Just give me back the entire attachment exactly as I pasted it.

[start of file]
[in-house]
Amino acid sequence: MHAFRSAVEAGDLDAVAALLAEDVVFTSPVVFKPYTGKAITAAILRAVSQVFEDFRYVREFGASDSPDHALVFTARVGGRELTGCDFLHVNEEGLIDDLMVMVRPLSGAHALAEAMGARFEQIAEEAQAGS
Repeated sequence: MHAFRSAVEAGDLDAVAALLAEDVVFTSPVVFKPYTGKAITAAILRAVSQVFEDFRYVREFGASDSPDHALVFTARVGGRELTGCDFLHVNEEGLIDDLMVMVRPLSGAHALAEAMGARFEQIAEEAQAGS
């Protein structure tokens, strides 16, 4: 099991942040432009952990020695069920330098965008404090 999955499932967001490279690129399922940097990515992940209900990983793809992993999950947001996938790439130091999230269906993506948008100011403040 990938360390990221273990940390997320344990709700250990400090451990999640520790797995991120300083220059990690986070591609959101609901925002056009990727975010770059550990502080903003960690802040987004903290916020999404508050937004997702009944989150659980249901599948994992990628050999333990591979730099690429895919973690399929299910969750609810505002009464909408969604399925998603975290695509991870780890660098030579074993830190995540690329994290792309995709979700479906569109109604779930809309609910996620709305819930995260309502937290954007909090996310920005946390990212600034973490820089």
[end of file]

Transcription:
[in-house]
Amino acid sequence: MHAFRSAVEAGDLDAVAALLAEDVVFTSPVVFKPYTGKAITAAILRAVSQVFEDFRYVREFGASDSPDHALVFTARVGGRELTGCDFLHVNEEGLIDDLMVMVRPLSGAHALAEAMGARFEQIAEEAQAGS
Repeated sequence: MHAFRSAVEAGDLDAVAALLAEDVVFTSPVVFKPYTGKAITAAILRAVSQVFEDFRYVREFGASDSPDHALVFTARVGGRELTGCDFLHVNEEGLIDDLMVMVRPLSGAHALAEAMGARFEQIAEEAQAGS
């Protein structure tokens, strides 16, 4: 099991942040432009952990020695069920330098965008404090 999955499932967001490279690129399922940097990515992940209900990983793809992993999950947001996938790439130091999230269906993506948008100011403040 990938360390990221273990940390997320344990709700250990400090451990999640520790797995991120300083220059990690986070591609959101609901925002056009990727975010770059550990502080903003960690802040987004903290916020999404508050937004997702009944989150659980249901599948994992990628050999333990591979730099690429895919973690399929299910969750609810505002009464909408969604399925998603975290695509991870780890660098030579074993830190995540690329994290792309995709979700479906569109109604779930809309609910996620709305819930995260309502937290954007909090996310920005946390990212600034973490820089």